The right to education is not only the right to access education but also the right to receive an education of good quality. Education must be available and accessible but also acceptable and adaptable.
'Quality is at the heart of education. It influences what students learn, how they learn and what benefits they draw from their education' (EFA GMR 2005, Education for All – The Quality Imperative).
Quality education is a dynamic concept. It evolves with time and is subject to social, economic and environmental conditions. However, international human rights law provides a general legal framework that guarantees quality education.
Article 26 of the Universal Declaration of Human Rights (1948) - and the main treaties that guarantee the right to education – have defined the aims of education which impact on the content of education, teaching and learning processes and materials, the learning environment and learning outcomes.
According to Article 26 of the Universal Declaration of Human Rights (1948): 'Education shall be directed to the full development of the human personality and to the strengthening of respect for human rights and fundamental freedoms'.
This has been reaffirmed and developed in the International Covenant on Economic, Social and Cultural Rights (1966, Article 13(1)) and the Convention on the Rights of the Child (1989, Article 29(1)), as interpreted by the Committee on the Rights of the Child (CRC) in General Comment 1 (2001) on the aims of education.
Based on this international legal framework, students must receive a quality education that enables their personalities, talents and abilities and to live a full and satisfying life within society. The aims of education go far beyond acquiring numeracy and literacy skills. Basic skills also include 'life skills such as the ability to make well-balanced decisions; to resolve conflicts in a responsibility, critical thinking, creative talents, and other abilities which give children the tools needed to pursue their options in life' (CRC, General Comment 1, 2001: Para. 9).
Curricula, teaching material and teaching methods have to meet the aims of education as defined by international law.
At primary and secondary level, education has to be 'child-centred, child-friendly and empowering'. 'Education must be provided in a way that respects the inherent dignity of the child and enables the child to express his or her view … and to participate in school life' (CRC, General Comment 1, 2001: Paras 2 & 8).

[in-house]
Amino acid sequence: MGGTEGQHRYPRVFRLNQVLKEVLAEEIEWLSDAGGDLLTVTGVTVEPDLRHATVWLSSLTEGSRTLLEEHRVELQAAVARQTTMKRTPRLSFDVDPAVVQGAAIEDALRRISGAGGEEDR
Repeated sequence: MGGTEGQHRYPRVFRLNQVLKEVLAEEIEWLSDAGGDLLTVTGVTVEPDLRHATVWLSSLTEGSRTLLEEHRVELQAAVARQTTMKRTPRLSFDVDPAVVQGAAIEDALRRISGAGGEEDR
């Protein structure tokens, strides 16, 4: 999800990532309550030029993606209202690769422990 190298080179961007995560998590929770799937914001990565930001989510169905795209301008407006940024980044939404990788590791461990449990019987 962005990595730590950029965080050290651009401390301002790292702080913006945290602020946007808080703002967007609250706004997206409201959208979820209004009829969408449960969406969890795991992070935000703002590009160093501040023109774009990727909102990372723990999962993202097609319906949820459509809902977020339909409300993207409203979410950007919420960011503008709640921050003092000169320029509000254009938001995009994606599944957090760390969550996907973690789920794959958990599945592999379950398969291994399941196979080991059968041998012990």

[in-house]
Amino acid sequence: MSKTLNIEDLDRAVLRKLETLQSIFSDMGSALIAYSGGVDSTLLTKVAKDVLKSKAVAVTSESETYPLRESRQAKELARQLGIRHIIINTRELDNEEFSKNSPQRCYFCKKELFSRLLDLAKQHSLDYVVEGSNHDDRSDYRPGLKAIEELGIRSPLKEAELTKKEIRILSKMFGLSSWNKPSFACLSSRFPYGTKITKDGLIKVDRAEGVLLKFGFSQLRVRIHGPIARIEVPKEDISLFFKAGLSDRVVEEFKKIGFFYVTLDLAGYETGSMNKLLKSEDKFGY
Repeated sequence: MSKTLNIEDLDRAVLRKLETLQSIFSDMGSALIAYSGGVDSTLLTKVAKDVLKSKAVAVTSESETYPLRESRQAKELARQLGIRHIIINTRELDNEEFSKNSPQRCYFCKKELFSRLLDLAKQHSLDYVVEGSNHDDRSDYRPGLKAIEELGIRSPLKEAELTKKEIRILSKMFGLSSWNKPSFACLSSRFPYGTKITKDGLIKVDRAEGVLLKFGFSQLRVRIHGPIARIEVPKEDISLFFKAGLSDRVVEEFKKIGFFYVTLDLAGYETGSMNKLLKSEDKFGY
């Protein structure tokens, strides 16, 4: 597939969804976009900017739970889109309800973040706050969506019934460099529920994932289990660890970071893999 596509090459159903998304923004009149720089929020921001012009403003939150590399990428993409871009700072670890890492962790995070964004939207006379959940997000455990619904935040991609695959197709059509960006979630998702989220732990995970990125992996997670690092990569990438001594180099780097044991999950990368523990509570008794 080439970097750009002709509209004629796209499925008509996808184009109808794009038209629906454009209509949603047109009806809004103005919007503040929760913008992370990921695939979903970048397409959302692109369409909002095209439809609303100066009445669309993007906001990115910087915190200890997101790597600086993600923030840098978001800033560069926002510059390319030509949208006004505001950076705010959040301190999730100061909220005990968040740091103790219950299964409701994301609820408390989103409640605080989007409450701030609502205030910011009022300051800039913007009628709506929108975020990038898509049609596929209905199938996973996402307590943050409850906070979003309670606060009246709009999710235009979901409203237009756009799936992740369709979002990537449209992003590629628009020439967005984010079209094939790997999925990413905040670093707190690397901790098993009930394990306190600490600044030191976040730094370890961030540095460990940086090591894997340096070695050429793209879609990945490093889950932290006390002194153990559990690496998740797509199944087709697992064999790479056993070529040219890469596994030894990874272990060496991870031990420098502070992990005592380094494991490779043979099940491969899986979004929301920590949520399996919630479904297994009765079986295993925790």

Any stereotyped concept of the role of men and women has to be eliminated from textbooks and school programmes and the teaching methods have to be adapted (Article 10, Convention on the Elimination of All Forms of Discrimination Against Women, 1979).
Education has to be adapted to children with disabilities (Article 24, Convention on the Rights of Persons with Disabilities, 2006) and to particular cultural contexts (Article 11, African Charter on the Rights and Welfare of the Child, 1990; Article 13, African Youth Charter, 2006).
There should be an appropriate number of classrooms, accessible to all, with adequate and separate sanitation facilities for girls and boys. Schools should protect from the elements (Committee on Economic, Social and Cultural Rights, General Comment 13, 1999).
School discipline has to be administered in a manner consistent with the child’s human dignity (Article 28 (2), CRC, 1989) and education must promote non-violence in school (CRC, General Comment 1, 2001).
For country reports detailing the laws related to corporal punishment of children in schools and summaries of the reforms needed in order to achieve full prohibition, visit: Global Initiative to End All Corporal Punishment of Children.
Teachers are at the heart of quality education.
'The material condition of teaching staff shall be continuously improved' (Article 13(2)(e), ICESCR, 1966).